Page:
The EPA yesterday proposed a new national ambient air quality standard (NAAQS) for ozone (a precursor to smog) that reduce allowable concentration levels over any 8-hour period from 75 parts per million (under current regulations) to somewhere between 60 and 70 parts per million. The proposed rule is here; a fact sheet describing the proposed changes is here.
The historical context of the proposed change in standards is interesting. As this article in today's Washington Post explains, in 2008 the Bush Administration tightened up the national ambient air quality standards for ozone, but less than was unanimously recommended by the EPA's own Clean Air Scientific Advisory Committee. The new proposal would reset the 8-hour standard as that Committee originally recommended.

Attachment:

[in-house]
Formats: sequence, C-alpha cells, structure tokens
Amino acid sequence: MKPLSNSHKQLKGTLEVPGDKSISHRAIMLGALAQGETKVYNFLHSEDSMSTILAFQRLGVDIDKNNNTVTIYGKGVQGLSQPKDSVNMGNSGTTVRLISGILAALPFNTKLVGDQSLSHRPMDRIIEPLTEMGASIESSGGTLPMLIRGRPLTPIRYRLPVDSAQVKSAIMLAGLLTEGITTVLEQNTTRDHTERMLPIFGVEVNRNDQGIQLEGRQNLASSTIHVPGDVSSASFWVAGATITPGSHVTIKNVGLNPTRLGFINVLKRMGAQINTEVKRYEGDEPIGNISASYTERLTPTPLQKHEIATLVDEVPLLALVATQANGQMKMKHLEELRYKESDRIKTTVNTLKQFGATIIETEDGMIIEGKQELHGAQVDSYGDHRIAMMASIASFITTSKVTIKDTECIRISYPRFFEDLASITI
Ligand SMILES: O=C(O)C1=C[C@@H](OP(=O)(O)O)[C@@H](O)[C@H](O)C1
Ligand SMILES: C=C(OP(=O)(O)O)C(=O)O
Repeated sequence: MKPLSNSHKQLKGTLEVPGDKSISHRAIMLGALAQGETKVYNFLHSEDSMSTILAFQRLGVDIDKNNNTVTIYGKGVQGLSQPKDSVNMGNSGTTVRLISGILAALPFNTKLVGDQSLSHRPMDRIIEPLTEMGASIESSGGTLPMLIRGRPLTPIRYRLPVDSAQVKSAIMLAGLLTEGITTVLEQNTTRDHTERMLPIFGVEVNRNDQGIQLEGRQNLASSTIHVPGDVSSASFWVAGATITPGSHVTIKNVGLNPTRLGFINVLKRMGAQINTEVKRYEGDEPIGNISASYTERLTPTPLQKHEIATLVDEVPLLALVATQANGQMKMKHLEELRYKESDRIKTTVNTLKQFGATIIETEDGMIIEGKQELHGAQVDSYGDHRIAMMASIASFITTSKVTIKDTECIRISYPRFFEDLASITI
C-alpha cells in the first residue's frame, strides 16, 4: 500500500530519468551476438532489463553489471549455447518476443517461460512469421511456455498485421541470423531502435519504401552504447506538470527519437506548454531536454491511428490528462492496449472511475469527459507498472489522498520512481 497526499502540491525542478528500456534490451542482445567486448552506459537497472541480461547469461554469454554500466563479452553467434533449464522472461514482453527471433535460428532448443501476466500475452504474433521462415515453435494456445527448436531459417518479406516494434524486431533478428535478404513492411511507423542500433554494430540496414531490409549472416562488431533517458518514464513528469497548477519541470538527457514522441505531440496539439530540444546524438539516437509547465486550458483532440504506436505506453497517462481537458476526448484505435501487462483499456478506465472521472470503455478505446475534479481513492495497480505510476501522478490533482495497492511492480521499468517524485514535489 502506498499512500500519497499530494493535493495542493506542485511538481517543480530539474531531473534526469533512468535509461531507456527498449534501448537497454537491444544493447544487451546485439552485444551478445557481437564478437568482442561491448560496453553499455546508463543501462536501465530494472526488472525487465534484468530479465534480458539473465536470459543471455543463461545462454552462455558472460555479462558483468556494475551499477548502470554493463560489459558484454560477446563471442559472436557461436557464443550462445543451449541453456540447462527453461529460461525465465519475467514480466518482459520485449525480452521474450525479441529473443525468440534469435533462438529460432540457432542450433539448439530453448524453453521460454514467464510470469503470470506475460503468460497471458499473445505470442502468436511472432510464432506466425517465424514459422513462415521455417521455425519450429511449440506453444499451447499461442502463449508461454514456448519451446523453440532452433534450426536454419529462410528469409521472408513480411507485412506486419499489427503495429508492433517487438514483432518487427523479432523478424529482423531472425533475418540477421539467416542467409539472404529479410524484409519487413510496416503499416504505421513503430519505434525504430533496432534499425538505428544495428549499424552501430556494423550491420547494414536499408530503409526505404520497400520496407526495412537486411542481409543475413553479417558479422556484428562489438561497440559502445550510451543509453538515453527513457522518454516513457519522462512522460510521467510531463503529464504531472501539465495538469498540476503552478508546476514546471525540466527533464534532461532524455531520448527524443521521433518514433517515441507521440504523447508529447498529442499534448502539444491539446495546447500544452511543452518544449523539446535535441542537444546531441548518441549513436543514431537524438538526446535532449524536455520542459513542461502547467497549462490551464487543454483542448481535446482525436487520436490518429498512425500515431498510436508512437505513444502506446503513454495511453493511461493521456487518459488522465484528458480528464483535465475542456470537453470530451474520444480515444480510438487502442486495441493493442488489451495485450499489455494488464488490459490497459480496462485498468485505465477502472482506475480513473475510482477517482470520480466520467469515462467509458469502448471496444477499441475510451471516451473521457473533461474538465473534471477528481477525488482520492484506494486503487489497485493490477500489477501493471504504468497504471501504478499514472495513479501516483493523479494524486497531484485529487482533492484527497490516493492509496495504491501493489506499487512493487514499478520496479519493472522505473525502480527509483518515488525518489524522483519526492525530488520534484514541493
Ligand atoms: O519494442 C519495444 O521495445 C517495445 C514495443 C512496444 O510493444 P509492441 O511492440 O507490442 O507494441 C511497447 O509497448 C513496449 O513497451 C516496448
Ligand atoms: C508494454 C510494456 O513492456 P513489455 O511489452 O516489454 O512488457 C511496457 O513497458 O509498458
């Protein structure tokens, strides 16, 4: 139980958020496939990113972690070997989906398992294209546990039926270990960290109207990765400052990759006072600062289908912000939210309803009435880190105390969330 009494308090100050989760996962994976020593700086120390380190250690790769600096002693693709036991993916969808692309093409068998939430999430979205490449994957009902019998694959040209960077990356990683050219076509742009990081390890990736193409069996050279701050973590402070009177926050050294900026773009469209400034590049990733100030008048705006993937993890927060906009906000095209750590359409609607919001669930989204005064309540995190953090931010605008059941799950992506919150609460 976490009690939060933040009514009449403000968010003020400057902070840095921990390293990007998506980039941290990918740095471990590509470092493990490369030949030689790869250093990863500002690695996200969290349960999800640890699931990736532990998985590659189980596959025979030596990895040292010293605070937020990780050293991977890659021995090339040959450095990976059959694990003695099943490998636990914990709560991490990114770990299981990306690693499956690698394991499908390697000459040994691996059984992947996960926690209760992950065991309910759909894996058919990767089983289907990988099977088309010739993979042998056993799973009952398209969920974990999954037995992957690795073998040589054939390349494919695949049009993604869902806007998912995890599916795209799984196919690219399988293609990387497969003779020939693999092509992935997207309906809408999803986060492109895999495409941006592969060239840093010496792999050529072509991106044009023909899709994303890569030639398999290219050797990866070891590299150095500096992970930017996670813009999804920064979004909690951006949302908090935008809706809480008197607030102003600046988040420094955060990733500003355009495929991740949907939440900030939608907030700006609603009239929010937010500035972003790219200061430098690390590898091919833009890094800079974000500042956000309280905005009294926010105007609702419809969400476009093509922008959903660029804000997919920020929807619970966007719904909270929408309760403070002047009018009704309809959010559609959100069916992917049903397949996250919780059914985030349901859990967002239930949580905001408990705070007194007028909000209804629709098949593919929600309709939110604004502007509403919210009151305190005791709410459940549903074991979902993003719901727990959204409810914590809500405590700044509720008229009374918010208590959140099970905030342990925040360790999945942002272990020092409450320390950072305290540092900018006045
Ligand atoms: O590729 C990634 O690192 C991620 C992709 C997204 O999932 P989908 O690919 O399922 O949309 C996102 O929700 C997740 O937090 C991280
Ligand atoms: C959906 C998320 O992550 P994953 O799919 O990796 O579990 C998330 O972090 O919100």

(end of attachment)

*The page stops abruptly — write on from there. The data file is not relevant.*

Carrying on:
When setting national ambient air quality standards, the Clean Air Act prohibits the EPA from considering the regulatory costs; the standards are to be set based solely on public health effects. See, e.g., Whitman v. American Trucking Association, 531 US 457 (2001). However, the EPA is required by other statutes and by Executive Order of the President to prepare regulatory impact analyses (a.k.a., benefit-cost analyses or BCAs) for all major regulations, including those that would set or amend national ambient air quality standards. Thus, EPA is legally required to prepare BCAs that it is legally prohibited from considering in its decision-making process. In this case, the BCA for EPA's proposed revision of the ozone standard is reported (here) to entail regulatory costs of between $19 billion and $90 billion, and health benefits of between $13 billion and $100 billion. Using central estimates, the proposed regulation barely passes a cost-benefit test. But it is important to note that the agency's benefit calculation included only health benefits, excluding a number of other potential benefits, including environmental benefits. So, the net benefits of the rule could be even greater. In addition, having not viewed the actual regulatory impact analysis, I do know know what valuation EPA attached to the value of a human life - the proposed rule is predicted to avoid thousands of premature deaths by 2020 - or what discount rate(s) it used for reducing future costs and benefits to present dollars.